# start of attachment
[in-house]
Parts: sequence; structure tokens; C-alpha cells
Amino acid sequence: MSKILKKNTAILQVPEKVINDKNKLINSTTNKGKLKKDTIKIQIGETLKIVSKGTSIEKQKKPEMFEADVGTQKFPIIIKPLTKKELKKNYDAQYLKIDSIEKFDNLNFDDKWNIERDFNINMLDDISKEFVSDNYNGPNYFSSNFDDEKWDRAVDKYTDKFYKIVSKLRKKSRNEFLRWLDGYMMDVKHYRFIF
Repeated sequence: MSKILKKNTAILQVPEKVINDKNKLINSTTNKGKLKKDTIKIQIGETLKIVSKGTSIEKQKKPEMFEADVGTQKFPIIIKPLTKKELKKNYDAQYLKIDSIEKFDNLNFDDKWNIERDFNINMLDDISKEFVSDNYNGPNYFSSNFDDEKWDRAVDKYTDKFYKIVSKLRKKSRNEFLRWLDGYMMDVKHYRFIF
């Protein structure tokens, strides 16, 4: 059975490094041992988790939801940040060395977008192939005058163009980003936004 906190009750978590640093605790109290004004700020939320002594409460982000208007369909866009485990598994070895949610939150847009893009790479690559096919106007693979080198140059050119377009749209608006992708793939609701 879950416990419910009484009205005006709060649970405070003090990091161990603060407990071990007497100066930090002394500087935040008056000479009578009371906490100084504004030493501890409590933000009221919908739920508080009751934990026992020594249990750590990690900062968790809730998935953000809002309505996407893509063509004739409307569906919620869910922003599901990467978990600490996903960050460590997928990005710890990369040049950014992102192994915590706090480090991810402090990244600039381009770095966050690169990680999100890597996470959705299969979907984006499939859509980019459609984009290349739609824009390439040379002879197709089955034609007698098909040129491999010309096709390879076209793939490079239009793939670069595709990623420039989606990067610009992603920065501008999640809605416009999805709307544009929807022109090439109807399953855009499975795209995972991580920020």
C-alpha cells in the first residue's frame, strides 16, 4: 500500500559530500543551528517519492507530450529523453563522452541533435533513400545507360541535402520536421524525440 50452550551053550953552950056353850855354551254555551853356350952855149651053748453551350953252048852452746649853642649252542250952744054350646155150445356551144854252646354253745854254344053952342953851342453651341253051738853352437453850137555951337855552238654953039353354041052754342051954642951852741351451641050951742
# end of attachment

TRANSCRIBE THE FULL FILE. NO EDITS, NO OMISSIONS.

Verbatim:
[in-house]
Parts: sequence; structure tokens; C-alpha cells
Amino acid sequence: MSKILKKNTAILQVPEKVINDKNKLINSTTNKGKLKKDTIKIQIGETLKIVSKGTSIEKQKKPEMFEADVGTQKFPIIIKPLTKKELKKNYDAQYLKIDSIEKFDNLNFDDKWNIERDFNINMLDDISKEFVSDNYNGPNYFSSNFDDEKWDRAVDKYTDKFYKIVSKLRKKSRNEFLRWLDGYMMDVKHYRFIF
Repeated sequence: MSKILKKNTAILQVPEKVINDKNKLINSTTNKGKLKKDTIKIQIGETLKIVSKGTSIEKQKKPEMFEADVGTQKFPIIIKPLTKKELKKNYDAQYLKIDSIEKFDNLNFDDKWNIERDFNINMLDDISKEFVSDNYNGPNYFSSNFDDEKWDRAVDKYTDKFYKIVSKLRKKSRNEFLRWLDGYMMDVKHYRFIF
């Protein structure tokens, strides 16, 4: 059975490094041992988790939801940040060395977008192939005058163009980003936004 906190009750978590640093605790109290004004700020939320002594409460982000208007369909866009485990598994070895949610939150847009893009790479690559096919106007693979080198140059050119377009749209608006992708793939609701 879950416990419910009484009205005006709060649970405070003090990091161990603060407990071990007497100066930090002394500087935040008056000479009578009371906490100084504004030493501890409590933000009221919908739920508080009751934990026992020594249990750590990690900062968790809730998935953000809002309505996407893509063509004739409307569906919620869910922003599901990467978990600490996903960050460590997928990005710890990369040049950014992102192994915590706090480090991810402090990244600039381009770095966050690169990680999100890597996470959705299969979907984006499939859509980019459609984009290349739609824009390439040379002879197709089955034609007698098909040129491999010309096709390879076209793939490079239009793939670069595709990623420039989606990067610009992603920065501008999640809605416009999805709307544009929807022109090439109807399953855009499975795209995972991580920020």
C-alpha cells in the first residue's frame, strides 16, 4: 500500500559530500543551528517519492507530450529523453563522452541533435533513400545507360541535402520536421524525440 50452550551053550953552950056353850855354551254555551853356350952855149651053748453551350953252048852452746649853642649252542250952744054350646155150445356551144854252646354253745854254344053952342953851342453651341253051738853352437453850137555951337855552238654953039353354041052754342051954642951852741351451641050951742